Currently the eighth most-visited city worldwide, ahead of Shanghai and Rome, Dubai has drawn up plans to more than double the number of tourists it attracts annually by 2015 — 15 million a year compared with the current seven million. According to the Dubai Department of Tourism and Commerce Marketing, in 2007, the latest year for which official numbers are available, the largest numbers of tourists came from the U.K. (752,391), followed by Iran (413,721) and India (410,821).
"Our main focus is on the GCC [Gulf Cooperation Council] countries, Asia and CIS [Commonwealth of Independent States], as these nationalities love to shop," says Suhail.
To that end, the government is pushing ahead with the Al Maktoum Airport, the world’s largest. Occupying part of the 140-square-kilometer, debt-plagued Dubai World Central, the first phase of the airport will open on June 27, Ahmed said, adding that Dubai International Airport is being expanded as well so it can handle an expected 46 million total passengers this year and 100 million by 2020.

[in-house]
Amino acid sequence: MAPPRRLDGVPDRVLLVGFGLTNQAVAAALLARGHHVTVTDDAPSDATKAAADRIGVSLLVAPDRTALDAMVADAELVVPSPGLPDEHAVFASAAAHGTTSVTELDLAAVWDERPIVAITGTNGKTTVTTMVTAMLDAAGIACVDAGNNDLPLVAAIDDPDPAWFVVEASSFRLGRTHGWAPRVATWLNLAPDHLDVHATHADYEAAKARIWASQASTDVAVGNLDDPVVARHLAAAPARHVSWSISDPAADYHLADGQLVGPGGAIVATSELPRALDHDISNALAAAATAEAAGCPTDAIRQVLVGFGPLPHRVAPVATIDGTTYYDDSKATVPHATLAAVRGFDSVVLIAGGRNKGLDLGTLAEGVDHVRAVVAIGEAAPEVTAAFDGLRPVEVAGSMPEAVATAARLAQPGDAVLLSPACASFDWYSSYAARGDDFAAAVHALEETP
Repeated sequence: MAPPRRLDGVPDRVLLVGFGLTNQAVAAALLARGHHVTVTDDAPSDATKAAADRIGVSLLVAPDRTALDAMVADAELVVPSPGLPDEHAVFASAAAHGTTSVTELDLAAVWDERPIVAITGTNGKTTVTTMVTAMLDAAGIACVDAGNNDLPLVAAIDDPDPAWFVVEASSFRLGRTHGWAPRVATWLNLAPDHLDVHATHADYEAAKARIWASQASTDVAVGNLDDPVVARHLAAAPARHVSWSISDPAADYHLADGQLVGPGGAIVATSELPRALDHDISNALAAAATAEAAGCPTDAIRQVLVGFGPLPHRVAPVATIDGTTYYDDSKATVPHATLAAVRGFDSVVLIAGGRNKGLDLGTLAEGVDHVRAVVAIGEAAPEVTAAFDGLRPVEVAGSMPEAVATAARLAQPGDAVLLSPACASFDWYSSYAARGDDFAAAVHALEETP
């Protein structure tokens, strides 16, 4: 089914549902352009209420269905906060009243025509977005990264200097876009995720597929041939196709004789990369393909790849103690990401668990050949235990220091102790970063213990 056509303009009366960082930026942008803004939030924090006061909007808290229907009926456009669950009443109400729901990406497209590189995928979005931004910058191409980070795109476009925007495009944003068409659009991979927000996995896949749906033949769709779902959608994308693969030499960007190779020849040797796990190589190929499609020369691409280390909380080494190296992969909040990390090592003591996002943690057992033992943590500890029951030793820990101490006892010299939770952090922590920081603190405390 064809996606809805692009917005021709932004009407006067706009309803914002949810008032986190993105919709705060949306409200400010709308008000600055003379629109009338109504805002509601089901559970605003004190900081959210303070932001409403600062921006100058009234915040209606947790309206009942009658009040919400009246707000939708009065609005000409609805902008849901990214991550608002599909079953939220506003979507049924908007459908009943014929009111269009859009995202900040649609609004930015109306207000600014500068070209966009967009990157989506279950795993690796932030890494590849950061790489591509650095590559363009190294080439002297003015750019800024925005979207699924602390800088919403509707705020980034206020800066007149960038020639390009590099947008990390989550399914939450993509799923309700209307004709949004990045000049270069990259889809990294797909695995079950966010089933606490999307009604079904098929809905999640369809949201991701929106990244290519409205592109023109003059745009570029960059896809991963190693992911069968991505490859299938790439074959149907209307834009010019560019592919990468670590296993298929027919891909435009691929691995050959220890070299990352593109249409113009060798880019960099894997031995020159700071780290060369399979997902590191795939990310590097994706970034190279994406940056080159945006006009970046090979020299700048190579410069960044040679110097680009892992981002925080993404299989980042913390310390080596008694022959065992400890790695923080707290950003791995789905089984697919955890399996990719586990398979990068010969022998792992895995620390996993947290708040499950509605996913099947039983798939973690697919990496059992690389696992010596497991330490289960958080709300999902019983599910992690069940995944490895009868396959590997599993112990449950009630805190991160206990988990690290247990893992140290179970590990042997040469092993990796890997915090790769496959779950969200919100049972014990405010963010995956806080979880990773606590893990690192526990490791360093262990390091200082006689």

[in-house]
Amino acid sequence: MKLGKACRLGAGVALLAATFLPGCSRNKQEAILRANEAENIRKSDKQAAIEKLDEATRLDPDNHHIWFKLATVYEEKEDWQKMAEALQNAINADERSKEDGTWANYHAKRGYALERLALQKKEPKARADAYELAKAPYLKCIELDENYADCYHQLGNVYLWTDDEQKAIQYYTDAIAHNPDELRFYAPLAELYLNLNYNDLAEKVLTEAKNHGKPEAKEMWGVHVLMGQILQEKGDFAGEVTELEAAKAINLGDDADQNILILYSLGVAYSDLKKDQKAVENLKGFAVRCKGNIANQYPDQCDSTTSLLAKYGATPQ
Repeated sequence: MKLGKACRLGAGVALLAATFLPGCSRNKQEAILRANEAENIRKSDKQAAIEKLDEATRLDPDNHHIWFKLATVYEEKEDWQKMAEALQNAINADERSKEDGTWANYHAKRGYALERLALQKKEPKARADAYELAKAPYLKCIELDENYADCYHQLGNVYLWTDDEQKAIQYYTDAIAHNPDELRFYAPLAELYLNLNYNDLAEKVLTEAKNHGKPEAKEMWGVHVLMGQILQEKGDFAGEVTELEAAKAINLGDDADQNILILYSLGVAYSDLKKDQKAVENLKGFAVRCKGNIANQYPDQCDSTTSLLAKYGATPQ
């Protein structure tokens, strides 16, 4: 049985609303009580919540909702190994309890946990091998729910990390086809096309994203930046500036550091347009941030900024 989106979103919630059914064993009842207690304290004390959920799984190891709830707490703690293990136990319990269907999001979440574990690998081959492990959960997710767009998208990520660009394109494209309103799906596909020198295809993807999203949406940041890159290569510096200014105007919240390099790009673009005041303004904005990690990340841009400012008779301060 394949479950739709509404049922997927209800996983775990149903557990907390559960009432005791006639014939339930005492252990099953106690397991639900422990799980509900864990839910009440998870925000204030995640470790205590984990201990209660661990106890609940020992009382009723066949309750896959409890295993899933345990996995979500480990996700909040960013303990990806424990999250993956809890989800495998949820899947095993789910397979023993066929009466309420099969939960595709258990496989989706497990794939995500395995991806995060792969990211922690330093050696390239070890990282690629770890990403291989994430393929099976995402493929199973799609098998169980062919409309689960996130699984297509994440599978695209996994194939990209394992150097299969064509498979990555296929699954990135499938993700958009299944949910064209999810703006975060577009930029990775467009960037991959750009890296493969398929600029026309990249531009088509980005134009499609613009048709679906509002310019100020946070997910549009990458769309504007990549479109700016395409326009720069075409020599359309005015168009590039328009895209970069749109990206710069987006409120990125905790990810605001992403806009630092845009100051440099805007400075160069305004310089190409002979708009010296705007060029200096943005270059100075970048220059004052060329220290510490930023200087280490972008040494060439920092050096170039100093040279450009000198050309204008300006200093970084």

Searching for Unique Experiences
But competition is coming. According to Unnithan of the Indian Institute of Management Kozhikode, Hong Kong, Singapore, Thailand and other popular destinations offer similar shopping jamborees, competing for the same set of spenders.
"There are cheap flights not just to Dubai but to virtually every destination in East Asia, which encourages shoppers to [seek out] unique experiences," he says. "Even [the southern Indian state of] Kerala has its own version of a shopping festival." Addressing Indian travelers specifically, Unnithan points out that in this globalized world, almost everything is available in the posh malls that have sprung up across major Indian cities.
Finally, he is skeptical about the continuing charm of the Dubai Shopping Festival. "In the retail lifecycle," he says, "the advantages of any exclusive shopping experience are neutralized by the cost increases [for customers] over a period of time."